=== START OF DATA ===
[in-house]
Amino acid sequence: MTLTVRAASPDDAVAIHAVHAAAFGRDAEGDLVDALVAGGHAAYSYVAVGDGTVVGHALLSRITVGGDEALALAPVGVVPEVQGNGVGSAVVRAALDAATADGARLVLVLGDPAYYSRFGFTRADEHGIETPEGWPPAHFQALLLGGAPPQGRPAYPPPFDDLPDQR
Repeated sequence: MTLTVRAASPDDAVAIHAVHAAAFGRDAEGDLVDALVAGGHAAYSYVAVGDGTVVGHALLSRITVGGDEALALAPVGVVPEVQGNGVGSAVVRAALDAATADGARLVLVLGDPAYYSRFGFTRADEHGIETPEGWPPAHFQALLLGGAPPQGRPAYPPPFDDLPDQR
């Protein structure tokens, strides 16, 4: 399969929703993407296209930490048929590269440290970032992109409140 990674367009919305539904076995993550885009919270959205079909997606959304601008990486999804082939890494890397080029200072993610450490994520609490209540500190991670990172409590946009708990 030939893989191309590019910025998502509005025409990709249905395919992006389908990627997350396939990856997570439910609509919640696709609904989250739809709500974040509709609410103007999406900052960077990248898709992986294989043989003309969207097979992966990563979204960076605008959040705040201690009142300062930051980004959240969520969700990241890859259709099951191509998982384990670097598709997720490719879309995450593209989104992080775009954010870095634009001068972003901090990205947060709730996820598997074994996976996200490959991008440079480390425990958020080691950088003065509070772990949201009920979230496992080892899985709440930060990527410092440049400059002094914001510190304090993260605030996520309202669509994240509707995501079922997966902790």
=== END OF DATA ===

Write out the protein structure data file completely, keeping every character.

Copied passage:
[in-house]
Amino acid sequence: MTLTVRAASPDDAVAIHAVHAAAFGRDAEGDLVDALVAGGHAAYSYVAVGDGTVVGHALLSRITVGGDEALALAPVGVVPEVQGNGVGSAVVRAALDAATADGARLVLVLGDPAYYSRFGFTRADEHGIETPEGWPPAHFQALLLGGAPPQGRPAYPPPFDDLPDQR
Repeated sequence: MTLTVRAASPDDAVAIHAVHAAAFGRDAEGDLVDALVAGGHAAYSYVAVGDGTVVGHALLSRITVGGDEALALAPVGVVPEVQGNGVGSAVVRAALDAATADGARLVLVLGDPAYYSRFGFTRADEHGIETPEGWPPAHFQALLLGGAPPQGRPAYPPPFDDLPDQR
């Protein structure tokens, strides 16, 4: 399969929703993407296209930490048929590269440290970032992109409140 990674367009919305539904076995993550885009919270959205079909997606959304601008990486999804082939890494890397080029200072993610450490994520609490209540500190991670990172409590946009708990 030939893989191309590019910025998502509005025409990709249905395919992006389908990627997350396939990856997570439910609509919640696709609904989250739809709500974040509709609410103007999406900052960077990248898709992986294989043989003309969207097979992966990563979204960076605008959040705040201690009142300062930051980004959240969520969700990241890859259709099951191509998982384990670097598709997720490719879309995450593209989104992080775009954010870095634009001068972003901090990205947060709730996820598997074994996976996200490959991008440079480390425990958020080691950088003065509070772990949201009920979230496992080892899985709440930060990527410092440049400059002094914001510190304090993260605030996520309202669509994240509707995501079922997966902790």